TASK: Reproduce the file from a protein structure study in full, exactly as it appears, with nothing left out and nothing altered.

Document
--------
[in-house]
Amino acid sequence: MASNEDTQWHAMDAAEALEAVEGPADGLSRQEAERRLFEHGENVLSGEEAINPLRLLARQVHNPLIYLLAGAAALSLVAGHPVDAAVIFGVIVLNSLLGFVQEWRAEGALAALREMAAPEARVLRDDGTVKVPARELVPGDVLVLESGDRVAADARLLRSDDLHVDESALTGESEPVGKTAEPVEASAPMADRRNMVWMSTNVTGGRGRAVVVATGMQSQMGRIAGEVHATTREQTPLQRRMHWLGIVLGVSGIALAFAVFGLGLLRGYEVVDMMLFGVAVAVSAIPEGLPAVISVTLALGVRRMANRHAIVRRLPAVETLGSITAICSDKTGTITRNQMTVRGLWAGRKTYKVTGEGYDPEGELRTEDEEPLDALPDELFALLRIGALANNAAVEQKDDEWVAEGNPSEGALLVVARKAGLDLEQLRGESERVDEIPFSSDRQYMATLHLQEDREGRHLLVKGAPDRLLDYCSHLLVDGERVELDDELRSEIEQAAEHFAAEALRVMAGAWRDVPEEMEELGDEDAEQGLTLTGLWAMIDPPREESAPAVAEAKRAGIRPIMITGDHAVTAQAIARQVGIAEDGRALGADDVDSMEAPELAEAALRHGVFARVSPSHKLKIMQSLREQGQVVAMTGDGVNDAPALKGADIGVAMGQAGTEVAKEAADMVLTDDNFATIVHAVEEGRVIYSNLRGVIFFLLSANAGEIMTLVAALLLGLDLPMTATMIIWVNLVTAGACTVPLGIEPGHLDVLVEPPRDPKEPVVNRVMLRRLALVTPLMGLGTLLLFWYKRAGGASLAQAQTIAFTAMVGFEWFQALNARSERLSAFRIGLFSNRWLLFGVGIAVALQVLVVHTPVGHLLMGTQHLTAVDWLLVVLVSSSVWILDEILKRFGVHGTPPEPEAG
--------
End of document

[in-house]
Amino acid sequence: MASNEDTQWHAMDAAEALEAVEGPADGLSRQEAERRLFEHGENVLSGEEAINPLRLLARQVHNPLIYLLAGAAALSLVAGHPVDAAVIFGVIVLNSLLGFVQEWRAEGALAALREMAAPEARVLRDDGTVKVPARELVPGDVLVLESGDRVAADARLLRSDDLHVDESALTGESEPVGKTAEPVEASAPMADRRNMVWMSTNVTGGRGRAVVVATGMQSQMGRIAGEVHATTREQTPLQRRMHWLGIVLGVSGIALAFAVFGLGLLRGYEVVDMMLFGVAVAVSAIPEGLPAVISVTLALGVRRMANRHAIVRRLPAVETLGSITAICSDKTGTITRNQMTVRGLWAGRKTYKVTGEGYDPEGELRTEDEEPLDALPDELFALLRIGALANNAAVEQKDDEWVAEGNPSEGALLVVARKAGLDLEQLRGESERVDEIPFSSDRQYMATLHLQEDREGRHLLVKGAPDRLLDYCSHLLVDGERVELDDELRSEIEQAAEHFAAEALRVMAGAWRDVPEEMEELGDEDAEQGLTLTGLWAMIDPPREESAPAVAEAKRAGIRPIMITGDHAVTAQAIARQVGIAEDGRALGADDVDSMEAPELAEAALRHGVFARVSPSHKLKIMQSLREQGQVVAMTGDGVNDAPALKGADIGVAMGQAGTEVAKEAADMVLTDDNFATIVHAVEEGRVIYSNLRGVIFFLLSANAGEIMTLVAALLLGLDLPMTATMIIWVNLVTAGACTVPLGIEPGHLDVLVEPPRDPKEPVVNRVMLRRLALVTPLMGLGTLLLFWYKRAGGASLAQAQTIAFTAMVGFEWFQALNARSERLSAFRIGLFSNRWLLFGVGIAVALQVLVVHTPVGHLLMGTQHLTAVDWLLVVLVSSSVWILDEILKRFGVHGTPPEPEAG